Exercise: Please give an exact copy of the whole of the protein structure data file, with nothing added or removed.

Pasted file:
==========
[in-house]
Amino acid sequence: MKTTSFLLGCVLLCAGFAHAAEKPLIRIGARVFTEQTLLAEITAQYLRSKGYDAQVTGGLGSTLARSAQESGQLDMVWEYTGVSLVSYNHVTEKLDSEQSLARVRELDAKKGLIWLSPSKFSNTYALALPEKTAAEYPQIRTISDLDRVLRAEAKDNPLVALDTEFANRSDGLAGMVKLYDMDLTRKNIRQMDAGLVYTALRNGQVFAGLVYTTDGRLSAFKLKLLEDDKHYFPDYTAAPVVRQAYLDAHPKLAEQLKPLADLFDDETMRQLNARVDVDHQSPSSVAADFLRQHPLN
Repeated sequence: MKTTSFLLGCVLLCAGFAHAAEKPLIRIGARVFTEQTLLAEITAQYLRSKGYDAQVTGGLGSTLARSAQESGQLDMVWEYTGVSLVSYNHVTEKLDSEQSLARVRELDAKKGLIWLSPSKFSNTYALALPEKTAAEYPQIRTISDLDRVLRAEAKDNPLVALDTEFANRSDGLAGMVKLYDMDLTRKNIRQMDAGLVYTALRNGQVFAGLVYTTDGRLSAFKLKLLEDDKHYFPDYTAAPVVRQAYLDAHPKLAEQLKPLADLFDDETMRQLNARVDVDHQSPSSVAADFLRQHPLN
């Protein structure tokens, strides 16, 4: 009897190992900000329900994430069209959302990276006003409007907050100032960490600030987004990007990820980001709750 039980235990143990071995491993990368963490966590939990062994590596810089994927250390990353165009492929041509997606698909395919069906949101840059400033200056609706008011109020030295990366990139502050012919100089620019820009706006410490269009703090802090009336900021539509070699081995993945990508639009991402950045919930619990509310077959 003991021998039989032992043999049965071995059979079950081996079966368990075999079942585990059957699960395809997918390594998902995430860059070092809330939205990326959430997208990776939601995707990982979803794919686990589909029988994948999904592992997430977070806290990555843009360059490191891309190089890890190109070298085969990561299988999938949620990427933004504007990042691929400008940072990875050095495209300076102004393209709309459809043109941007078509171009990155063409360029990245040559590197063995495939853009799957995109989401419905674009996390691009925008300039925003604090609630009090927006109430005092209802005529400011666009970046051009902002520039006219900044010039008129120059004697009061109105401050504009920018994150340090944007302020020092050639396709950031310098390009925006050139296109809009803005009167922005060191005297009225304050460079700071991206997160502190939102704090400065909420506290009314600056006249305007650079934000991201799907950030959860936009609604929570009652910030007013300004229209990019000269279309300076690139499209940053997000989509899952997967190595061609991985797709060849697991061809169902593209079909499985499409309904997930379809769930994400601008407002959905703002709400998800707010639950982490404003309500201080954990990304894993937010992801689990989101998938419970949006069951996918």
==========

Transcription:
[in-house]
Amino acid sequence: MKTTSFLLGCVLLCAGFAHAAEKPLIRIGARVFTEQTLLAEITAQYLRSKGYDAQVTGGLGSTLARSAQESGQLDMVWEYTGVSLVSYNHVTEKLDSEQSLARVRELDAKKGLIWLSPSKFSNTYALALPEKTAAEYPQIRTISDLDRVLRAEAKDNPLVALDTEFANRSDGLAGMVKLYDMDLTRKNIRQMDAGLVYTALRNGQVFAGLVYTTDGRLSAFKLKLLEDDKHYFPDYTAAPVVRQAYLDAHPKLAEQLKPLADLFDDETMRQLNARVDVDHQSPSSVAADFLRQHPLN
Repeated sequence: MKTTSFLLGCVLLCAGFAHAAEKPLIRIGARVFTEQTLLAEITAQYLRSKGYDAQVTGGLGSTLARSAQESGQLDMVWEYTGVSLVSYNHVTEKLDSEQSLARVRELDAKKGLIWLSPSKFSNTYALALPEKTAAEYPQIRTISDLDRVLRAEAKDNPLVALDTEFANRSDGLAGMVKLYDMDLTRKNIRQMDAGLVYTALRNGQVFAGLVYTTDGRLSAFKLKLLEDDKHYFPDYTAAPVVRQAYLDAHPKLAEQLKPLADLFDDETMRQLNARVDVDHQSPSSVAADFLRQHPLN
């Protein structure tokens, strides 16, 4: 009897190992900000329900994430069209959302990276006003409007907050100032960490600030987004990007990820980001709750 039980235990143990071995491993990368963490966590939990062994590596810089994927250390990353165009492929041509997606698909395919069906949101840059400033200056609706008011109020030295990366990139502050012919100089620019820009706006410490269009703090802090009336900021539509070699081995993945990508639009991402950045919930619990509310077959 003991021998039989032992043999049965071995059979079950081996079966368990075999079942585990059957699960395809997918390594998902995430860059070092809330939205990326959430997208990776939601995707990982979803794919686990589909029988994948999904592992997430977070806290990555843009360059490191891309190089890890190109070298085969990561299988999938949620990427933004504007990042691929400008940072990875050095495209300076102004393209709309459809043109941007078509171009990155063409360029990245040559590197063995495939853009799957995109989401419905674009996390691009925008300039925003604090609630009090927006109430005092209802005529400011666009970046051009902002520039006219900044010039008129120059004697009061109105401050504009920018994150340090944007302020020092050639396709950031310098390009925006050139296109809009803005009167922005060191005297009225304050460079700071991206997160502190939102704090400065909420506290009314600056006249305007650079934000991201799907950030959860936009609604929570009652910030007013300004229209990019000269279309300076690139499209940053997000989509899952997967190595061609991985797709060849697991061809169902593209079909499985499409309904997930379809769930994400601008407002959905703002709400998800707010639950982490404003309500201080954990990304894993937010992801689990989101998938419970949006069951996918």